Anti-quota stir claims first victim in Uttar Pradesh
The victim, identified as Jaideep Pandey, was admitted in the nephrology department's post-operative unit.india Updated: May 27, 2006 01:31 IST
The anti-reservation movement has claimed its first victim in Uttar Pradesh, where a kidney transplant patient died shortly after being discharged from the strike-affected Sanjay Gandhi Postgraduate Institute of Medical Sciences in Lucknow.
The victim, identified as Jaideep Pandey, was admitted in the nephrology department's post-operative unit of this super-speciality medical centre after the transplant. He was discharged on Wednesday due to the indefinite strike by the 160-odd resident doctors of the institute.
Pandey's family rushed him to a private nursing home where he failed to survive due to the absence of adequate life-support systems.
The death of the patient came to light only on Friday.
Authorities at the institute, however, denied any knowledge of Pandey's death.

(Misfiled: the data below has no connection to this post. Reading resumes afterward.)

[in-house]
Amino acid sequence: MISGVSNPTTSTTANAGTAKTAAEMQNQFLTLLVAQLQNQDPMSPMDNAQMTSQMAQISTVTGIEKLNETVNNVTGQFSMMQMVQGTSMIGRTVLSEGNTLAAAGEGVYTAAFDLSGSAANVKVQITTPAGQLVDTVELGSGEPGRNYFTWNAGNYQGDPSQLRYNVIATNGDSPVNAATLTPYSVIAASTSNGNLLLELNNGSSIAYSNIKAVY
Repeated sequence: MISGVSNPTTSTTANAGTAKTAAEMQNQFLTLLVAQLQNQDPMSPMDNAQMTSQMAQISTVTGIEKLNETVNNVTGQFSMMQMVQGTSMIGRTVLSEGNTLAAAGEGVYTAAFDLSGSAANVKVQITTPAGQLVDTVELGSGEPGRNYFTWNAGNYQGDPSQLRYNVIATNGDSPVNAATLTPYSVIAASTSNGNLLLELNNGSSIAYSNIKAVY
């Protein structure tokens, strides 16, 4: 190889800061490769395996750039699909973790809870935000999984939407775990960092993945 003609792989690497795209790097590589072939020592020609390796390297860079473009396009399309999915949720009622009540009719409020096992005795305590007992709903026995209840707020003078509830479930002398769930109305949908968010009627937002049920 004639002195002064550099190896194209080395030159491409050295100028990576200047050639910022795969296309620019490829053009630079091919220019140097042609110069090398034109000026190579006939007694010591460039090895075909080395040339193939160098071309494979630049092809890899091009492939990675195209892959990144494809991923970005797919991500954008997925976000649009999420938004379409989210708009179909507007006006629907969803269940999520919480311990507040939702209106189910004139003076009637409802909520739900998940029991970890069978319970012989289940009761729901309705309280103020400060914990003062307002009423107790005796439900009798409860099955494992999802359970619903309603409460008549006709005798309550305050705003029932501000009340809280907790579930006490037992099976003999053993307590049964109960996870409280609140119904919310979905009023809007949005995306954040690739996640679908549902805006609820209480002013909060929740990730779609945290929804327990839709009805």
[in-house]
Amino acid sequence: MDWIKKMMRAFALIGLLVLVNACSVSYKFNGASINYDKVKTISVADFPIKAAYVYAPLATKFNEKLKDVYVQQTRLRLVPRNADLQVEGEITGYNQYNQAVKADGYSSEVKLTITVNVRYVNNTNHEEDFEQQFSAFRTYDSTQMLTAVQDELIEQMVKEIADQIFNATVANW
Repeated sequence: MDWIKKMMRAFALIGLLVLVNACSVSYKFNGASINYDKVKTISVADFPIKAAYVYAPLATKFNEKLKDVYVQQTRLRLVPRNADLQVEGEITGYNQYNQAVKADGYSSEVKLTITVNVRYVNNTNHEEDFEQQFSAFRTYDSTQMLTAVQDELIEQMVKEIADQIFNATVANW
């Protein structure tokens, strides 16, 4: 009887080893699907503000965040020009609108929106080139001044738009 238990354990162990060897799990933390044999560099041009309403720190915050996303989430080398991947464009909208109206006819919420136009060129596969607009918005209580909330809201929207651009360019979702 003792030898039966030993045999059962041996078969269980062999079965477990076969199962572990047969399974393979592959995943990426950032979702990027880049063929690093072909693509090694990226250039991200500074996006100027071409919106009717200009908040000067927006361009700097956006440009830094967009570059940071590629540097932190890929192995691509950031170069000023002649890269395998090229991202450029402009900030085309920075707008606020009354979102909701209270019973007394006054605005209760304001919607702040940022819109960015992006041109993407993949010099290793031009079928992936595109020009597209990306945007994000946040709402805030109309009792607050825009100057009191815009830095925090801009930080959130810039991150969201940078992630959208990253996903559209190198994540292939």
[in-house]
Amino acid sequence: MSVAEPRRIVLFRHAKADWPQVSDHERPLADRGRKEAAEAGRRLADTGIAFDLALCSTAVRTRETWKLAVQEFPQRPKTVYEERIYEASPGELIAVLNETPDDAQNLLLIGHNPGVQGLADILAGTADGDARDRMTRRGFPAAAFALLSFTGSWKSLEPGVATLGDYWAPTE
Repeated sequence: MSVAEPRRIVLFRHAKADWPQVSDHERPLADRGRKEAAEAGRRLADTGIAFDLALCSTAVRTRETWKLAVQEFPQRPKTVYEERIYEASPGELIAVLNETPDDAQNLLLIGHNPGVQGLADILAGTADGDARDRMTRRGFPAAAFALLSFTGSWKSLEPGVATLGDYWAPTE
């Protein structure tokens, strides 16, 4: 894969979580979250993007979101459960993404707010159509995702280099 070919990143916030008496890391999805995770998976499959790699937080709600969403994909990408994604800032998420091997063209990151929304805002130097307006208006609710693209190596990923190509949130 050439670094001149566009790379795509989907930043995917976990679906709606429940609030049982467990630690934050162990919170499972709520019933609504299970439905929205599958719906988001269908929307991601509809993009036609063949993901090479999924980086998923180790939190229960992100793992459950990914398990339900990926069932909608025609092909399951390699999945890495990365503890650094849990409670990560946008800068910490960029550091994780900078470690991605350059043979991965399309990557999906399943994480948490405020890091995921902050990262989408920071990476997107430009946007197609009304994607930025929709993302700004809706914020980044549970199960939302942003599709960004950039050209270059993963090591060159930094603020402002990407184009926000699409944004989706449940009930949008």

"His family was in touch with me till Tuesday, but they never told me that they were being discharged otherwise I would have made necessary arrangement for them. After all, we are still looking after each of the critical patients," said RK Sharma, head of the nephrology department.
Resident doctors protesting against the central government's move to extend reservations to other backward castes in educational institutions of higher learning, however, blamed it all on "official apathy".
"Had the government been reasonable in giving a thought to the issues raised by us, such a tragedy could have been avoided," said Amit Goel, president of Resident Doctors Association.
"The government's threat to invoke the provisions of the Essential Services Maintenance Act and take punitive action against us has failed to have any impact and we are prepared to face any music," Goel said.
Meanwhile, trouble continued in Varanasi, Meerut, Allahabad and Kanpur medical colleges too as agitating resident doctors refused to relent. Other than essential services, including critical care, most hospital services remained baldy affected in these hospitals for the seventh day.